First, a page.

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Posted on: June 21, 2012 2:21 pm by small image

Ballad of a Shinigami (AKA Shinigami no Ballad) is a manga based on a series of light novels by K-Ske Hasegawa, though from what I understand there is also a 6-episode anime adaptation and a 12-episode live drama. There were twelve novels in Japan, the first two of which were translated and released in English. My post will focus on the three-volume manga series.

The main character of the series is Momo, a shinigami whose duty it is to send bring the souls of the dying to the other side. She does not relish her calling, and indeed feels remorse from chapter to chapter. She is always accompanied by a winged cat named Daniel, who can talk.

Though Momo plays a role in every chapter, the series is not about her–in fact we learn pretty much nothing about her. (Whether this is the case for the entire light novel series, I wouldn’t know. But suffice to say that while she is present in each story, she generally doesn’t do too much.) Instead, the series is essentially a series of short stories, where each chapter focuses on a different set of characters. These protagonists are generally children in their teens (or a bit younger at times), and they all must deal with either: A) the prospect of dying, or B) the death of a loved one.

I have to hand it to the author for being willing to write stories dealing with this subject. It’s not exactly an easy thing to market, since these vignettes aren’t what anyone would call fun. There are bits of comedy, romance, and drama interspersed throughout the tales, but the series in general is very much a tragedy. Or rather, perhaps it is better to call it a hopeful tragedy. Though many of the stories are as sad as you would expect, there are several that are quite heartwarming as well. And I feel that in most every chapter, there is at least a positive note embedded into the story’s framework. Ballad of a Shinigami pulls it off well in my opinion because these positive notes don’t feel tacked on, so much as there is just so much that makes up a relationship between characters that it’s not such a simple matter of death = pure sadness for all involved.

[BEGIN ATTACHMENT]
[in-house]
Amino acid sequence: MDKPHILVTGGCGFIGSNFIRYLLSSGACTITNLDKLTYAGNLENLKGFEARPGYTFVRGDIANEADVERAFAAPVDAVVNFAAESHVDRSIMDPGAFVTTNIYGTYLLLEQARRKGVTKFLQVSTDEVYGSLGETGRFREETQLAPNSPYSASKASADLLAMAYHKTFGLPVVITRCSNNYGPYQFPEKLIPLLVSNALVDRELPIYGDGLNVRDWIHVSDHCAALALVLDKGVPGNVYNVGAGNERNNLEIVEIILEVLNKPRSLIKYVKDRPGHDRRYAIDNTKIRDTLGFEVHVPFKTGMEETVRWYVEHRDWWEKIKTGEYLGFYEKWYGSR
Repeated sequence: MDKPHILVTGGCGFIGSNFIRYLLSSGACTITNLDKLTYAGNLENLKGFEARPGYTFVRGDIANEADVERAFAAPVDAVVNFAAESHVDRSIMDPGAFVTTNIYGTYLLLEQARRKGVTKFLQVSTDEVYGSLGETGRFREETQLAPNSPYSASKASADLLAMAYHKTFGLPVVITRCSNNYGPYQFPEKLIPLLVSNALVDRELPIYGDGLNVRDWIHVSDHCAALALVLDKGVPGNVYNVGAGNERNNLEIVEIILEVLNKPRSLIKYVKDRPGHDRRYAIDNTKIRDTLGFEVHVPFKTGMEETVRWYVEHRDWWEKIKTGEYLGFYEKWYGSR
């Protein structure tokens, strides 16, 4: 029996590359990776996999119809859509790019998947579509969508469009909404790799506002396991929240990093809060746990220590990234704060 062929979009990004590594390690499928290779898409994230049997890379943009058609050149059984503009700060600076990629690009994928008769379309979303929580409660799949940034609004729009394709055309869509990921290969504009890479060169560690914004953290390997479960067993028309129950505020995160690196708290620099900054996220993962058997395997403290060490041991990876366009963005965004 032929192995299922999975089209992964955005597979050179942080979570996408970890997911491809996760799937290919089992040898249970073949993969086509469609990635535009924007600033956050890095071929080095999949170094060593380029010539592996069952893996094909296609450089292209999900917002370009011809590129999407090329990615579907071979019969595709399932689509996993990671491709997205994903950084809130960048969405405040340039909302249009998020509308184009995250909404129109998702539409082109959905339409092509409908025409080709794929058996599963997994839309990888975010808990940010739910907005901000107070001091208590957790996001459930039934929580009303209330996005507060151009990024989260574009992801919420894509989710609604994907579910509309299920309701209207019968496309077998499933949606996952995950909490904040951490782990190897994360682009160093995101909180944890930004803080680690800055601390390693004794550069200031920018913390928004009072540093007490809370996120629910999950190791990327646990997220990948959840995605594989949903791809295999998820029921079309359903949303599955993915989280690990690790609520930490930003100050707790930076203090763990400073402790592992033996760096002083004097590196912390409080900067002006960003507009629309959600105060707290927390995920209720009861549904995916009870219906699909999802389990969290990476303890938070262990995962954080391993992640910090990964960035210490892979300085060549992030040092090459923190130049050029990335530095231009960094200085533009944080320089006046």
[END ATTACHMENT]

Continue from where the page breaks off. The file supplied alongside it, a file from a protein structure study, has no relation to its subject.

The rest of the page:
It’s not what I’d call a deep series, but it certainly gives the reader some things to think about. Ballad of a Shinigami doesn’t go into specifics regarding what the afterlife entails, and even the protagonists of each story don’t give the subject too much consideration. The stories instead focus on what it means to lose someone, how one is to cope with loss, and how characters can come to support one another amidst their life struggles.

All in all it’s a sweet, tender set of stories that I think is worth checking out for anyone interested in a manga with a lot of emotion, and doesn’t mind following a series of tales involving different characters each chapter (though I will note there are a couple exceptions, which effectively manages to show how characters get by following their past tragedies). Some stories I felt were better than others, but there are a few that really got to me… I think my favorite story was the one uniquely told from the viewpoint of a young girl’s cat, who wishes to comfort her amidst her unfortunate circumstances. It’s so sweet! TT.TT

I suggest giving the series a try. In the meantime, I’ll probably look into watching the short anime series, and perhaps get my hands on one of the translated light novels.